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Sprained Toe Treatment at Home | The Toe Doctor

Sprained Toe Treatment

Toe Ligament TearWhile we’re on the topic of broken toe home treatment it seems appropriate to mention the steps to handle the treatment of a sprained toe. Broken toes often require immediate medical attention and there’s only so much one can do before the involvement of a medical professional becomes¬†necessary. A sprained toe can sometimes be treated completely at home and while we always advise that you visit your podiatrist, knowing the steps to deal with a toe sprain are very useful as there will not always be someone on hand to deal with every injury that arises.

In an earlier post we spoke about dislocated toe treatment and what steps to take to reset the toe by yourself or with the assistance of a friend. Oftentimes, athletes, climber or hikers need the immediate use of their toe for a short period of time and may need to delay full treatment until a more appropriate time. Having the ability to treat a sprained toe at home can be equally useful if you don’t have easy access to a toe doctor for any reason.

One of the best things that will help with your knowledge of treating a sprain is to have an understanding of first aid. First aid and CPR courses provide excellent advice on what to do in the event an injury or accident occurs. While the information might mention toe injuries directly, many of general safety practices can be applied to a variety of situations.

If you suspect a toe sprain and know the toe sprain symptoms you’ll want to start with R.I.C.E. treatment and work on helping yourself or with the assistance of someone else to decrease the initial swelling and lessen some of the pain. The best step of course if for the person to remain immobile with their foot elevated using the ice in cycles. But if you need to move either have two people help the you (or the patient) to move or if possible find crutches for the injured person to make use of.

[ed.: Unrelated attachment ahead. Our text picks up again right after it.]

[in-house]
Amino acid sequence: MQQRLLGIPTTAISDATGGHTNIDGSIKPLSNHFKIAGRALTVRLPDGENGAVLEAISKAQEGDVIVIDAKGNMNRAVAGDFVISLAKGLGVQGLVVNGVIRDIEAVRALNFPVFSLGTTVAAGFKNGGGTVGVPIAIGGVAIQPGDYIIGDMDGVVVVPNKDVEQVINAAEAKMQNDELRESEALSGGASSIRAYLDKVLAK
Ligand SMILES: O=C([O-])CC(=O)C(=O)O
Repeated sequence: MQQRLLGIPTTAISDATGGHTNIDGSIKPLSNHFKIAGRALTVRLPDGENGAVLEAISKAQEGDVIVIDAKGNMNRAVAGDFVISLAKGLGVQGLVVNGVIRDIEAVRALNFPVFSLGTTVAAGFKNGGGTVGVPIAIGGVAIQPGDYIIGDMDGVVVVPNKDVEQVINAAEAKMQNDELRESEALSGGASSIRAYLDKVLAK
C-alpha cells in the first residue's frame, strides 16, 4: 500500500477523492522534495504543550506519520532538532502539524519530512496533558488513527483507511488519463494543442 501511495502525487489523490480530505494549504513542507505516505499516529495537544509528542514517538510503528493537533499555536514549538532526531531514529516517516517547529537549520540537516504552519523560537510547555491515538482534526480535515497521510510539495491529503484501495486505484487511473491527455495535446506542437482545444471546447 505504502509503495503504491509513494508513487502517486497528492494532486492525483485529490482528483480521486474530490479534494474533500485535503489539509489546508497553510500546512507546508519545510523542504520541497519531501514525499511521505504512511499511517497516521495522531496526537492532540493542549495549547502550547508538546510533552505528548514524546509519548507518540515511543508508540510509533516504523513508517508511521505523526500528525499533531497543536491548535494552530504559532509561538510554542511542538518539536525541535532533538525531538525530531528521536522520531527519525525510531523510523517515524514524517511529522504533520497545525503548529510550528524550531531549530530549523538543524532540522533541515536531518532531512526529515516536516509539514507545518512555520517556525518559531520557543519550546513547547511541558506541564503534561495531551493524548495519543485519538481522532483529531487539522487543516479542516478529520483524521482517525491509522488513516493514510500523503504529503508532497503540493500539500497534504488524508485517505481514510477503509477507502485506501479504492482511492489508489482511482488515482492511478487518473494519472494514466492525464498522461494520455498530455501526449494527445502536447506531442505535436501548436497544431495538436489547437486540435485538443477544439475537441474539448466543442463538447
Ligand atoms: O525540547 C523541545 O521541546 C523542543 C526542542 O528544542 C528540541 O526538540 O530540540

One of the most important parts for sprained toe recovery is to limit any movement of the toe. This can be achieved by using a buddy-wrap with light but firm compression. Do not attempt to put on any socks or shoes immediately after the injury. Light socks can be used 12 to 24 hours after the trauma but shoes should be avoided until the patient can put pressure on the injured foot. Serious toe sprains such as turf toe may take longer to recover from.

After one to two weeks you may want to exercise the to gently by trying some basic movements and putting light pressure on the toe. Sprained toe rehabilitation exercises can be done to strengthen and improve the toe. Remember to stop at any point if the pain grows more than uncomfortable.

A sprained toe can heal entirely at home but we always recommend visiting a doctor or podiatrist for a professional opinion. In the event that any complications develop or a hairline fracture is seen, you could be saving yourself a lot of long term problems.

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